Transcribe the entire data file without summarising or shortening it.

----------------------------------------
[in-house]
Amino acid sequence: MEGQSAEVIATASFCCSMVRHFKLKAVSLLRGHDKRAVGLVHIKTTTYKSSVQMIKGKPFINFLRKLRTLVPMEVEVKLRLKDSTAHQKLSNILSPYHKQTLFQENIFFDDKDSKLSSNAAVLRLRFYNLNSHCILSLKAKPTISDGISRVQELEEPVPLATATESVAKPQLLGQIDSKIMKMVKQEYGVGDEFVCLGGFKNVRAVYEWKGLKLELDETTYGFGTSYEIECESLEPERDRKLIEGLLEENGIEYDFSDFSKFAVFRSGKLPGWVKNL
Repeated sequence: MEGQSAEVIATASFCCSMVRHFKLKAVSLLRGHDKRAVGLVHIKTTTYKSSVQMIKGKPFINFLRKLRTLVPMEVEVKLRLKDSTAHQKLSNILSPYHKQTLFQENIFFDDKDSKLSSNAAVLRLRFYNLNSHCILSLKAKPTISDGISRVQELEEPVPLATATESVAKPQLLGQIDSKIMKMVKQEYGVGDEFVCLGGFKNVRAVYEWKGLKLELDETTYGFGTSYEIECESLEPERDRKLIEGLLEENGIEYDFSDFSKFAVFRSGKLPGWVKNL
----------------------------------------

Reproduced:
[in-house]
Amino acid sequence: MEGQSAEVIATASFCCSMVRHFKLKAVSLLRGHDKRAVGLVHIKTTTYKSSVQMIKGKPFINFLRKLRTLVPMEVEVKLRLKDSTAHQKLSNILSPYHKQTLFQENIFFDDKDSKLSSNAAVLRLRFYNLNSHCILSLKAKPTISDGISRVQELEEPVPLATATESVAKPQLLGQIDSKIMKMVKQEYGVGDEFVCLGGFKNVRAVYEWKGLKLELDETTYGFGTSYEIECESLEPERDRKLIEGLLEENGIEYDFSDFSKFAVFRSGKLPGWVKNL
Repeated sequence: MEGQSAEVIATASFCCSMVRHFKLKAVSLLRGHDKRAVGLVHIKTTTYKSSVQMIKGKPFINFLRKLRTLVPMEVEVKLRLKDSTAHQKLSNILSPYHKQTLFQENIFFDDKDSKLSSNAAVLRLRFYNLNSHCILSLKAKPTISDGISRVQELEEPVPLATATESVAKPQLLGQIDSKIMKMVKQEYGVGDEFVCLGGFKNVRAVYEWKGLKLELDETTYGFGTSYEIECESLEPERDRKLIEGLLEENGIEYDFSDFSKFAVFRSGKLPGWVKNL